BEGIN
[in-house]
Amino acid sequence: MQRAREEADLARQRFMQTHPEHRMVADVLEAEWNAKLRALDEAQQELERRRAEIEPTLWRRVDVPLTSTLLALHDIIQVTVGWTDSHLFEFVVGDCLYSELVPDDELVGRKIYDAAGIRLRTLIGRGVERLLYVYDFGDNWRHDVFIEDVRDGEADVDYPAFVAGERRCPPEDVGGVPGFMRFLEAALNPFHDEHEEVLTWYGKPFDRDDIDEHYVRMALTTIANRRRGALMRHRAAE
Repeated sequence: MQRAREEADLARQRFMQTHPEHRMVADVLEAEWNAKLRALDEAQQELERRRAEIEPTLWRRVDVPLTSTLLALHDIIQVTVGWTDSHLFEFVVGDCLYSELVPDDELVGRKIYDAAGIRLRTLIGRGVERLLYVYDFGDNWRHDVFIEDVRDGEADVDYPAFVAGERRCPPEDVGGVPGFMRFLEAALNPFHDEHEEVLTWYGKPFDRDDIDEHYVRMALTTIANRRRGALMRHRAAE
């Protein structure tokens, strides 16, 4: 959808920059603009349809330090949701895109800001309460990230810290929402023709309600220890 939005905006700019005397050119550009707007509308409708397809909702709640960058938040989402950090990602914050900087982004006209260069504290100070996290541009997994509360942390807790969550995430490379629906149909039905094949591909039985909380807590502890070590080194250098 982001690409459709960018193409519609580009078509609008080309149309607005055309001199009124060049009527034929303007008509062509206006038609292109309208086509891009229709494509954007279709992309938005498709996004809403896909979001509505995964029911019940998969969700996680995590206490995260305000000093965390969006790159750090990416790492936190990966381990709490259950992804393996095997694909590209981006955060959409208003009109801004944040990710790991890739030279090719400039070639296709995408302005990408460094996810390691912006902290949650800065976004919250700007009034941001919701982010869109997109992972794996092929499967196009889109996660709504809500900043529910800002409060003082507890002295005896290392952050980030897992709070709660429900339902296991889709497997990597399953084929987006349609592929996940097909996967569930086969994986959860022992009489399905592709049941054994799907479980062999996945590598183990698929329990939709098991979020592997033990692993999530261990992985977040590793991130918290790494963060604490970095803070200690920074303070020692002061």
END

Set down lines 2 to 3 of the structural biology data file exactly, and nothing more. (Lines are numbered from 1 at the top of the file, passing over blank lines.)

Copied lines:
Amino acid sequence: MQRAREEADLARQRFMQTHPEHRMVADVLEAEWNAKLRALDEAQQELERRRAEIEPTLWRRVDVPLTSTLLALHDIIQVTVGWTDSHLFEFVVGDCLYSELVPDDELVGRKIYDAAGIRLRTLIGRGVERLLYVYDFGDNWRHDVFIEDVRDGEADVDYPAFVAGERRCPPEDVGGVPGFMRFLEAALNPFHDEHEEVLTWYGKPFDRDDIDEHYVRMALTTIANRRRGALMRHRAAE
Repeated sequence: MQRAREEADLARQRFMQTHPEHRMVADVLEAEWNAKLRALDEAQQELERRRAEIEPTLWRRVDVPLTSTLLALHDIIQVTVGWTDSHLFEFVVGDCLYSELVPDDELVGRKIYDAAGIRLRTLIGRGVERLLYVYDFGDNWRHDVFIEDVRDGEADVDYPAFVAGERRCPPEDVGGVPGFMRFLEAALNPFHDEHEEVLTWYGKPFDRDDIDEHYVRMALTTIANRRRGALMRHRAAE